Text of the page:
youngster

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young·ster

 (yŭng′stər)
n.
1. A young person; a child or youth.
2. A young animal.

youngster

(ˈjʌŋstə)
n
1. (Sociology) a young person; child or youth
2. (Zoology) a young animal, esp a horse

young•ster

(ˈyʌŋ stər)

n.
1. a child.
2. a young person.
3. a young horse or other animal.
[1580–90]
ThesaurusAntonymsRelated WordsSynonymsLegend:
Noun1.youngster - a young person of either sexyoungster - a young person of either sex; "she writes books for children"; "they're just kids"; "`tiddler' is a British term for youngster"
child's body - the body of a human child
juvenile, juvenile person - a young person, not fully developed
bairn - a child: son or daughter
buster - a robust child
changeling - a child secretly exchanged for another in infancy
child prodigy, infant prodigy, wonder child - a prodigy whose talents are recognized at an early age; "Mozart was a child prodigy"
foster child, foster-child, fosterling - a child who is raised by foster parents
scamp, imp, monkey, rapscallion, rascal, scalawag, scallywag - one who is playfully mischievous
kiddy - a young child
orphan - a child who has lost both parents
peanut - a young child who is small for his age
picaninny, piccaninny, pickaninny - (ethnic slur) offensive term for a Black child
poster child - a child afflicted by some disease or deformity whose picture is used on posters to raise money for charitable purposes; "she was the poster child for muscular dystrophy"
kindergartener, kindergartner, preschooler - a child who attends a preschool or kindergarten
silly - a word used for misbehaving children; "don't be a silly"
sprog - a child
bambino, toddler, yearling, tot - a young child
urchin - poor and often mischievous city child
street child, waif - a homeless child especially one forsaken or orphaned; "street children beg or steal in order to survive"

youngster

noun youth, girl, boy, kid (informal), lad, teenager, juvenile, cub, young person, lass, young adult, pup (informal, chiefly Brit.), urchin, teenybopper (slang), young shaver (informal), young 'un (informal) Other youngsters are not so lucky.

youngster

noun
A young person between birth and puberty:
Informal: kid.
Scots: bairn.
Translations
صَبي، صِبيان
mladík
ungt menneske
gyerkõc
barn, unglingur
mladenič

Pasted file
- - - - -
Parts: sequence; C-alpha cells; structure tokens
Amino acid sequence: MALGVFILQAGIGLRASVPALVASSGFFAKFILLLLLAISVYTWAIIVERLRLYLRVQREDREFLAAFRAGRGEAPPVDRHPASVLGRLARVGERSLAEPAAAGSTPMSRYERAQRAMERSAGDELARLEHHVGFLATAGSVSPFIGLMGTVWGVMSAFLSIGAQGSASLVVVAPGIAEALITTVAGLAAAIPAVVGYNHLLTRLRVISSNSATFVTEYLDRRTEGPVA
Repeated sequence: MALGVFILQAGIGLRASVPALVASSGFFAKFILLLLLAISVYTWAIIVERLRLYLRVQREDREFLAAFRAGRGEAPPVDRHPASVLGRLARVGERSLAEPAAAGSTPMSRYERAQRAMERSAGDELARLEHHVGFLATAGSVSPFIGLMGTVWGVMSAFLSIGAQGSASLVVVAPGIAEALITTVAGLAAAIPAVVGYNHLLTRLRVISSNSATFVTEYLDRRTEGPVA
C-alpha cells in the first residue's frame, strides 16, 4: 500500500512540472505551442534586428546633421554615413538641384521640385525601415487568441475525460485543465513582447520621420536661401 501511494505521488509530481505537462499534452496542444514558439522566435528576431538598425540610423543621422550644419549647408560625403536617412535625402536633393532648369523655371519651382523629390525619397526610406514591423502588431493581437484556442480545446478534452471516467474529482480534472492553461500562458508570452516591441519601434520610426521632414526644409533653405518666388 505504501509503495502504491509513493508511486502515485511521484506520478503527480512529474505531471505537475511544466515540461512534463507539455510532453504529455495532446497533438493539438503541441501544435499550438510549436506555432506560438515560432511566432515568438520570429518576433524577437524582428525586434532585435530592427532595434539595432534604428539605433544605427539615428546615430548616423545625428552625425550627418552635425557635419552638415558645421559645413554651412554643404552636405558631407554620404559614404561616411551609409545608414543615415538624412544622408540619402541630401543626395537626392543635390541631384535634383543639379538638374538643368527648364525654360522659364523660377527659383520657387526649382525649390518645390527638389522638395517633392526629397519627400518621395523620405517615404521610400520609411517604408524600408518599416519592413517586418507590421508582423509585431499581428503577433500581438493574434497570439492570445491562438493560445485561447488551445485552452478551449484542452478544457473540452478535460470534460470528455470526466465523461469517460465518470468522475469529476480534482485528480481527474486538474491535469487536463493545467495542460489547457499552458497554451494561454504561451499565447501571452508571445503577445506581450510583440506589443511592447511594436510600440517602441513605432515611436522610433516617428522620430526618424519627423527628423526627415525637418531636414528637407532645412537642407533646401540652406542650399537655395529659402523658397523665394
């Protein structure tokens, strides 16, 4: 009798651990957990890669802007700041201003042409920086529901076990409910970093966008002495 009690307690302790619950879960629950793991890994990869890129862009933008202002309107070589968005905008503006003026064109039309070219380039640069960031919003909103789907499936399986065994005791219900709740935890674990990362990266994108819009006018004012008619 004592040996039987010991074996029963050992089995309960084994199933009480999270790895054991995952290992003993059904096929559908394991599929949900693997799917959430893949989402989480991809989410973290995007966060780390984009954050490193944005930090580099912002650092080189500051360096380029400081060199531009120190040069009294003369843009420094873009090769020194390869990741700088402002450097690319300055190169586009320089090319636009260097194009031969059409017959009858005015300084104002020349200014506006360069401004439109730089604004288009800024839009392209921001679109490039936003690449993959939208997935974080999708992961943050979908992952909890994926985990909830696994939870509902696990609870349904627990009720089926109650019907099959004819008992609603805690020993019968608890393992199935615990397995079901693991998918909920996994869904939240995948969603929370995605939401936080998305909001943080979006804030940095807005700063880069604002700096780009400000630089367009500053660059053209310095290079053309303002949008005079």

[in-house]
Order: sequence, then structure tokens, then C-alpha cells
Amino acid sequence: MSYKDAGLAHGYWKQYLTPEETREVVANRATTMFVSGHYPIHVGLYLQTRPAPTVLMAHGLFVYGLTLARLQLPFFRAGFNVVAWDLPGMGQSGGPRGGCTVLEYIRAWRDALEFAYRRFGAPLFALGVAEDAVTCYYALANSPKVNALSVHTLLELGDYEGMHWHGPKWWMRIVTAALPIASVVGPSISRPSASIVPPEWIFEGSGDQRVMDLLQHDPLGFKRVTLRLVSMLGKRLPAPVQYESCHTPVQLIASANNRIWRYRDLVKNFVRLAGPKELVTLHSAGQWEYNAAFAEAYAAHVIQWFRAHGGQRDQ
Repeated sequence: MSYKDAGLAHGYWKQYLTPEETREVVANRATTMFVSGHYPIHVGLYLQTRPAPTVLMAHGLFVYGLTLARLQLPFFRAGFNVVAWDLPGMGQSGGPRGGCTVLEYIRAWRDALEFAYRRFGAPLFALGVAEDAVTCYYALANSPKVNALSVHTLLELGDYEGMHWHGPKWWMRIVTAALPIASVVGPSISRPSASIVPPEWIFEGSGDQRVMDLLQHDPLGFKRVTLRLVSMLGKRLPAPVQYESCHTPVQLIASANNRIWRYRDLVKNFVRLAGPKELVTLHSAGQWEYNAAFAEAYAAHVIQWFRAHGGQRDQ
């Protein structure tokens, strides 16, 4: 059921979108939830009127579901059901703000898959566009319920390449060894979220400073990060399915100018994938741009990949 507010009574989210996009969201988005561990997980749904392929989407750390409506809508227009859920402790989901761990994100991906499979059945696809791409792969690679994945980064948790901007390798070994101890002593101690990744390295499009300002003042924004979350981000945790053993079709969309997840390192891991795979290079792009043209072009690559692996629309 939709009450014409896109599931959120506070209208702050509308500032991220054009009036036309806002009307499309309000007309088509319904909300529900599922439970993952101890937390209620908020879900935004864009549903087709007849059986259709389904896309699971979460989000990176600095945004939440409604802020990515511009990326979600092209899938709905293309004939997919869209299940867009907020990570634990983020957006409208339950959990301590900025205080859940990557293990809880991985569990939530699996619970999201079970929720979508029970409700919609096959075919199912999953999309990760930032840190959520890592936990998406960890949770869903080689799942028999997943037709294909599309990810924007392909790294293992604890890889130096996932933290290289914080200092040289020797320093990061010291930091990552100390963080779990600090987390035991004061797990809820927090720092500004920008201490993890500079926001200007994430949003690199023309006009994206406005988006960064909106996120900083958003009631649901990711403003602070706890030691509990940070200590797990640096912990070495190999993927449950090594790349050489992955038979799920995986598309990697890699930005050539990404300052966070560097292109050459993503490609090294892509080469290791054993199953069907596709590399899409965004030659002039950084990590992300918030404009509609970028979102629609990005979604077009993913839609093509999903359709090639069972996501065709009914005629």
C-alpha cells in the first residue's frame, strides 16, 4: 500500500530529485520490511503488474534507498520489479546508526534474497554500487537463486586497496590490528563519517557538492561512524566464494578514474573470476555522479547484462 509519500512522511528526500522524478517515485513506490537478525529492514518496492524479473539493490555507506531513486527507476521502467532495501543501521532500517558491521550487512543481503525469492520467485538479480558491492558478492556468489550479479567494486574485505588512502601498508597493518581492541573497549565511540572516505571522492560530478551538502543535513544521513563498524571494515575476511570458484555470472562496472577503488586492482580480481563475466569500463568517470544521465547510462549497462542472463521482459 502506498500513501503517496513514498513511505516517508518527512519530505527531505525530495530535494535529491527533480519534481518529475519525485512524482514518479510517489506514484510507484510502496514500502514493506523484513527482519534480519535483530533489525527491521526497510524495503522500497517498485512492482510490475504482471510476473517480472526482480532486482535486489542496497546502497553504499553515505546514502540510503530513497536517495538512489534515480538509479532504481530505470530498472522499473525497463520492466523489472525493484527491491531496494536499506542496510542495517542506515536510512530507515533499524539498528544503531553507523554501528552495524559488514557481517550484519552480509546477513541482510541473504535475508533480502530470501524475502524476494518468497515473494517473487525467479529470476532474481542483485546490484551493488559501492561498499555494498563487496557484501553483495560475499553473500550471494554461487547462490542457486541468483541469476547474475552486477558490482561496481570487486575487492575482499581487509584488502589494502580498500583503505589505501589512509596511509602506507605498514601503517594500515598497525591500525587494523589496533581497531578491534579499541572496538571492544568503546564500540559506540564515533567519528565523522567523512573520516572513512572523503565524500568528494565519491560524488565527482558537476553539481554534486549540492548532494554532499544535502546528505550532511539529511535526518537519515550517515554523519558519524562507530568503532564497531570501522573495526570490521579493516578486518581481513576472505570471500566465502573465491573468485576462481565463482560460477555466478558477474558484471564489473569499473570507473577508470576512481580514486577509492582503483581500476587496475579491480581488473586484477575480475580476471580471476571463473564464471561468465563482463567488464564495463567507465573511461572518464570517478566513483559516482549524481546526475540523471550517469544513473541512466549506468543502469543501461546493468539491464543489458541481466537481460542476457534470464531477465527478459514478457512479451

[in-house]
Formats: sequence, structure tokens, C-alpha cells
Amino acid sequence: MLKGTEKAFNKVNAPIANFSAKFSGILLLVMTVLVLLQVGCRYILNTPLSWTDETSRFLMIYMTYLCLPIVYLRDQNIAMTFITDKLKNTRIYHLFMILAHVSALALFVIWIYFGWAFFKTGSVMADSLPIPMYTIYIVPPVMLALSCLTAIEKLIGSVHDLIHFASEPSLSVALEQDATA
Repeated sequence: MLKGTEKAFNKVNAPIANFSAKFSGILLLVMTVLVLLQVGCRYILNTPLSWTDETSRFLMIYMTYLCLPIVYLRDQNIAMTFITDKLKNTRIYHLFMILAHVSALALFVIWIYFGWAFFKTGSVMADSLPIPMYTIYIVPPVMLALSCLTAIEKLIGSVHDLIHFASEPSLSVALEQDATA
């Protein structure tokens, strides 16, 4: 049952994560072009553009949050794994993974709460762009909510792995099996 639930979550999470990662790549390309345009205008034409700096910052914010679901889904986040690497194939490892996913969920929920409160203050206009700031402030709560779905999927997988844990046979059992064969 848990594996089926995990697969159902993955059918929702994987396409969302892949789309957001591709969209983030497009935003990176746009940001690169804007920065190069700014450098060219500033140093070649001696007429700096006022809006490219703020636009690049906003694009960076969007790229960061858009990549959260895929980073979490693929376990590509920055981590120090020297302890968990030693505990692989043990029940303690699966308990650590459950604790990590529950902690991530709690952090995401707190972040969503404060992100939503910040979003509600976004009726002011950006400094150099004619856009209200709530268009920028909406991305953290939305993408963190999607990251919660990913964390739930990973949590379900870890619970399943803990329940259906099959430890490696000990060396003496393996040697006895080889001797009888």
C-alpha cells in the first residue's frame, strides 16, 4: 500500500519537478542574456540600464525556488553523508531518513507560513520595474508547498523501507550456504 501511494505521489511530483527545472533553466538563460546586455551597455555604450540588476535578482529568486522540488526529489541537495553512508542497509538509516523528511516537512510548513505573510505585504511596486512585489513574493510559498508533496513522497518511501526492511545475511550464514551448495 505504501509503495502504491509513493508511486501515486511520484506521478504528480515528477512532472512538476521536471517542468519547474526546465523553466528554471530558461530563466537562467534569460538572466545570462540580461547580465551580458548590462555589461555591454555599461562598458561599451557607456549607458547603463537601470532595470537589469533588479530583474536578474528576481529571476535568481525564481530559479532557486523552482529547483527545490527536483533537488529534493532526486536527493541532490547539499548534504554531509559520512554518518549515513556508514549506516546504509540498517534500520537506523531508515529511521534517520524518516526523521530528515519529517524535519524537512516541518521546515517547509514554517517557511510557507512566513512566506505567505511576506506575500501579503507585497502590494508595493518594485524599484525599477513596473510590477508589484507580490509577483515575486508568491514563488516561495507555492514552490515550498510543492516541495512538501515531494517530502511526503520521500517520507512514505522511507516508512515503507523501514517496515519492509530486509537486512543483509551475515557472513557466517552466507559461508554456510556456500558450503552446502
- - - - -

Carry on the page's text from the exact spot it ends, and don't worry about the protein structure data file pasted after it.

youngster

[ˈjʌŋstəʳ] Njoven mf

youngster

[ˈjʌŋstər] n (= young person) → jeune mf (= child) → enfant mf

youngster

n (= boy)Junge m; (= child)Kind nt; he’s just a youngsterer ist eben noch jung or ein Kind

youngster

[ˈjʌŋstəʳ] n (child) → bambino/a; (young person) → giovane m/f

young

(jaŋ) adjective
in the first part of life, growth, development etc; not old. a young person; Young babies sleep a great deal; A young cow is called a calf.
noun plural
the group of animals or birds produced by parents. Most animals defend their young.
ˈyoungster noun
a young person. A group of youngsters were playing football.
the young
young people in general.

youngster

n. jovencito-a, muchacho-a.
References in classic literature ?
They liked to prepare rich, hearty food and to see people eat it; to make up soft white beds and to see youngsters asleep in them.
The task of cramming knowledge into these self-sufficient, inefficient youngsters of both sexes discourages me at times.
He was about to enlarge further, but the two youngsters broke into a noisy fit of merriment: my giddy miss being delighted to discover that she might turn his strange talk to matter of amusement.
And he added, under his breath: "Those youngsters with their school-girl airs
Then she would take the straightest of straight lines in his direction, striking out with her fore flippers and knocking the youngsters head over heels right and left.
They were a group of merry youngsters, almost maddened with the exuberant frolicsomeness of their years.
But in my opinion, the most remarkable of this famous company were two sons of the North Wind (airy youngsters, and of rather a blustering disposition) who had wings on their shoulders, and, in case of a calm, could puff out their cheeks, and blow almost as fresh a breeze as their father.
I don't think you've ever been hare-brained and light- hearted, like other youngsters.
In this secluded abode of happiness there were no cross old women, no cruel step-dames, no withered spinsters, no lovesick maidens, no sour old bachelors, no inattentive husbands, no melancholy young men, no blubbering youngsters, and no squalling brats.
She scuttled in like a ghost, and, knowing the senior bees would turn her out at once, dodged into a brood-frame, where youngsters who had not yet seen the winds blow or the flowers nod discussed life.
Wouldn't catch me going crazy over any of my youngsters clear- ing out.
The youngsters, not immediately within sight, seemed rather bright and desirable appurtenances than otherwise; the incidents of daily life were not without humorousness and jollity in their aspect there.